If you are importing dates and there is no time of day attached to the source date, Project assigns the start time of the project to the Start field on each task and the time of midnight to the Finish field on each task. If there is a time of day attached to the date, Project keeps the time, unless it falls before the default start time or after the default end time (as defined on the Calendar tab of the Options dialog box); in this case, Project substitutes the default time of day.
Working with Web-Enabled Project Data
You can create pages for an intranet site or the Internet by exporting Project data to the HTML format, which is currently the standard format for Internet browsers. You can save Project data to the HTML format, but you cannot import Project data from the HTML format.
Another feature of Project 2003 is the ability to export project data in the XML format. XML is the standard language for describing and delivering data on the Web, just as HTML is the standard language for creating and displaying Web pages. The XML format is similar to HTML, and it is complementary to HTML for publishing Project data to Web pages and for viewing either on the Internet or on corporate intranets . Unlike HTML files, however, XML files can be imported by Project 2003 as well as exported.
To save a project to an XML file, follow these steps:
When saving a Project file in XML format, the entire project file is exported to the file; you cannot export only selected data from the plan.
Unlike with HTML files, Project can import as well as export XML files. To import an XML file, follow these steps:
The XML file is imported into either a new project or your active project, depending on your choice in step 6.
Working with Text File Formats
Project supports two ASCII text formats: the tab-delimited and comma-separated value (CSV) formats. The Import/Export maps for both of these formats are almost the same as the Import/Export maps for Excel, but with one key difference. With Excel, you can import or export task, resource, and assignment data tables simultaneously . With text formats, you can import or export only one of those three data tables at a time.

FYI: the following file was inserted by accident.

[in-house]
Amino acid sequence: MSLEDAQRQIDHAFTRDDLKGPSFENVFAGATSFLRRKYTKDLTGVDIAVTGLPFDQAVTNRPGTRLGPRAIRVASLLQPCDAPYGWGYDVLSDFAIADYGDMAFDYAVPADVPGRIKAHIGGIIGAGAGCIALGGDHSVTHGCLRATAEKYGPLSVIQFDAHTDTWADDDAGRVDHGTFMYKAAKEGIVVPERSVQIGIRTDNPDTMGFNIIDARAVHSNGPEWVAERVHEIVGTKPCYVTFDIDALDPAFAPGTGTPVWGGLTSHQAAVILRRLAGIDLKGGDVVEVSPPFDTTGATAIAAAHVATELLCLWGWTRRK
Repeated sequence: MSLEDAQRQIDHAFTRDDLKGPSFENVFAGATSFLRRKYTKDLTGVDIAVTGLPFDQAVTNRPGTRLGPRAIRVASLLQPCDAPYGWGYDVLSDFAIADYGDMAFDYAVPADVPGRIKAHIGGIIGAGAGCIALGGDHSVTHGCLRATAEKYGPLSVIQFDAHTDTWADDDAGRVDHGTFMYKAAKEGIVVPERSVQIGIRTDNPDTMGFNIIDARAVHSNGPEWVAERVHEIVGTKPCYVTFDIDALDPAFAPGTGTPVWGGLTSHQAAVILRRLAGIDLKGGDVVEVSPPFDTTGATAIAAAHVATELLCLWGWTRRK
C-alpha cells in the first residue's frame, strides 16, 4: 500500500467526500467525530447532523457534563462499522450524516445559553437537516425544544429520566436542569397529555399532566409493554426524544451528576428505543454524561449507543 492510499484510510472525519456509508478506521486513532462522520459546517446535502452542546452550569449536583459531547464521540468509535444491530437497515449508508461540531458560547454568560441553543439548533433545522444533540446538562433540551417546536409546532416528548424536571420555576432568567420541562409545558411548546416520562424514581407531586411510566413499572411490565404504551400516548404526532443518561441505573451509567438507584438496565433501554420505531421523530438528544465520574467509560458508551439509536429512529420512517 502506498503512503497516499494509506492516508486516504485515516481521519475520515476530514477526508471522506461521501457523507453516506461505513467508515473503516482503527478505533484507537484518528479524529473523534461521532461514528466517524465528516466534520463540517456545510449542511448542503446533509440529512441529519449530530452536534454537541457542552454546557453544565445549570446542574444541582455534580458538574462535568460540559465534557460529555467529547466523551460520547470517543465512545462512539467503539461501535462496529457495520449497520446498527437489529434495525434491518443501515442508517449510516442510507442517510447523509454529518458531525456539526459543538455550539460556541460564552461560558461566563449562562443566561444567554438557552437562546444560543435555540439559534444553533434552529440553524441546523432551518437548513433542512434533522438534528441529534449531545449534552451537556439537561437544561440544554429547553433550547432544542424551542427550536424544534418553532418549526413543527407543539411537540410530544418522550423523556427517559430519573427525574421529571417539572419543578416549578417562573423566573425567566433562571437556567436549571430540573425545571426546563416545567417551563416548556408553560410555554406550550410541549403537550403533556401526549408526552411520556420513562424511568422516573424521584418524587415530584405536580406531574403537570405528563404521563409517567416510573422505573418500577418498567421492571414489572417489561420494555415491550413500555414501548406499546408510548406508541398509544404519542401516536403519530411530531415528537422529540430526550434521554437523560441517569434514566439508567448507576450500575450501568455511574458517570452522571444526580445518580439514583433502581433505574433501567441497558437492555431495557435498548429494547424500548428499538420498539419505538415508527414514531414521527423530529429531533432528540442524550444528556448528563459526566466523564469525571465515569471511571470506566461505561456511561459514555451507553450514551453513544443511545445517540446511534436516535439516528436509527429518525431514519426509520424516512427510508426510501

Exporting Project Data in the Text Formats
To export a list of project milestones to a text file, follow these steps:
The resulting text file can be opened and viewed in Notepad (see Figure 17.40) or any other text editor. It can also be imported into other applications that can import data from a tab-delimited text file.
Figure 17.40. The New Project.txt file is opened in Notepad.
Importing Project Data from the Text Formats
Importing from a text file is similar to importing from an Excel workbook, except that you can import only one type of data at a timeyou must import tasks, resources, and assignments separately. (See the previous section, "Importing Project Data from the Excel Format," for more information.) With text files, you are likely to encounter the same problems in matching field names that are found with Excel formats when the import source file was not originally exported from Project.
When importing from a text format, you have an additional option, which is grayed-out for exporting in Figure 17.38. You can use the File Origin text box to specify a different character set for the source data. The default is Windows (ANSI), but you can also select DOS or OS/2 (PC-8), or you can select Unicode. This maximizes your chances of importing the data correctly, knowing that text files may have originated in an OS/2 environment, or in an international environment where a text file might be created using Unicode as its character set.
Importing a Task List from Outlook
Project 2003 has the ability to import a task list from Outlook. Because many people use Outlook to track their to-do lists of tasks, Project now makes it easy to import tasks directly from Outlook. Figure 17.41 shows a small list of tasks that has been entered into Outlook.
Figure 17.41. You can type a task list in Outlook and later import it into a Project file.
Figures 17.42 and 17.43 show the additional information that can be entered for each Outlook task, including notes and durations for each task. To add this information, double-click on the task and add the information.
Figure 17.42. The Task tab allows you to add notes for each task.
Figure 17.43. The Details tab for each task allows you to enter Total Work (a duration) for the task.
To import a task list from Outlook into a project, follow these steps:
The Outlook tasks are imported into your Project file in alphabetical order (see Figure 17.45). At this point, you can drag the imported tasks into the proper sequence, set task dependencies and constraints, and so on. Note that Project ignored the start date for each task in Outlook while it imported the tasks. The start date for each imported task is set to the start date of the project.
Figure 17.45. Tasks are imported from Outlook into the Project file, including a note and duration for each task.